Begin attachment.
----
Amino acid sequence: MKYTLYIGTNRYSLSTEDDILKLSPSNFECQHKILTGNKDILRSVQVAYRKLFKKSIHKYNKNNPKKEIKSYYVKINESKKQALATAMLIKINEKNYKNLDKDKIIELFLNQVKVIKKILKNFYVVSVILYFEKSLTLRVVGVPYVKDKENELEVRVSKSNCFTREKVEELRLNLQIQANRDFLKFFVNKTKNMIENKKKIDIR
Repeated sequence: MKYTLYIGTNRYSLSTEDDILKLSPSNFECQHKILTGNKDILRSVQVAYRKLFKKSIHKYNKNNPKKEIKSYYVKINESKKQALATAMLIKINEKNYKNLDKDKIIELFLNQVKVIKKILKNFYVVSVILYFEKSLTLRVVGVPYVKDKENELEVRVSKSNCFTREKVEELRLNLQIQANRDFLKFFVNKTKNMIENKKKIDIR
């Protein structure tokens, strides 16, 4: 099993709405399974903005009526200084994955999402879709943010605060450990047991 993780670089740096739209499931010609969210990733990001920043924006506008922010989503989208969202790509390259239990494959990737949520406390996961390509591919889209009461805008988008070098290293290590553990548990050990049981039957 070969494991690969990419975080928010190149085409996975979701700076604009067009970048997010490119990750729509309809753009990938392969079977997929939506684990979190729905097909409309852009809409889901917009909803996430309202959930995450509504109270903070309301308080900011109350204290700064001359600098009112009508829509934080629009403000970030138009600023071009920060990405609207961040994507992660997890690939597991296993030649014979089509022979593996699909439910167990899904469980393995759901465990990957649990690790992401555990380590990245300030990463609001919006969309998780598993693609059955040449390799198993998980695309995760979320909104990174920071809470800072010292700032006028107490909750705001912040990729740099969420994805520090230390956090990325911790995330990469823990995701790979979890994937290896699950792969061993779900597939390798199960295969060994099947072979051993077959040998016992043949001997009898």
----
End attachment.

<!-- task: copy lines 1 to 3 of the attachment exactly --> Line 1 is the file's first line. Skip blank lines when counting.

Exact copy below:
Amino acid sequence: MKYTLYIGTNRYSLSTEDDILKLSPSNFECQHKILTGNKDILRSVQVAYRKLFKKSIHKYNKNNPKKEIKSYYVKINESKKQALATAMLIKINEKNYKNLDKDKIIELFLNQVKVIKKILKNFYVVSVILYFEKSLTLRVVGVPYVKDKENELEVRVSKSNCFTREKVEELRLNLQIQANRDFLKFFVNKTKNMIENKKKIDIR
Repeated sequence: MKYTLYIGTNRYSLSTEDDILKLSPSNFECQHKILTGNKDILRSVQVAYRKLFKKSIHKYNKNNPKKEIKSYYVKINESKKQALATAMLIKINEKNYKNLDKDKIIELFLNQVKVIKKILKNFYVVSVILYFEKSLTLRVVGVPYVKDKENELEVRVSKSNCFTREKVEELRLNLQIQANRDFLKFFVNKTKNMIENKKKIDIR
């Protein structure tokens, strides 16, 4: 099993709405399974903005009526200084994955999402879709943010605060450990047991 993780670089740096739209499931010609969210990733990001920043924006506008922010989503989208969202790509390259239990494959990737949520406390996961390509591919889209009461805008988008070098290293290590553990548990050990049981039957 070969494991690969990419975080928010190149085409996975979701700076604009067009970048997010490119990750729509309809753009990938392969079977997929939506684990979190729905097909409309852009809409889901917009909803996430309202959930995450509504109270903070309301308080900011109350204290700064001359600098009112009508829509934080629009403000970030138009600023071009920060990405609207961040994507992660997890690939597991296993030649014979089509022979593996699909439910167990899904469980393995759901465990990957649990690790992401555990380590990245300030990463609001919006969309998780598993693609059955040449390799198993998980695309995760979320909104990174920071809470800072010292700032006028107490909750705001912040990729740099969420994805520090230390956090990325911790995330990469823990995701790979979890994937290896699950792969061993779900597939390798199960295969060994099947072979051993077959040998016992043949001997009898």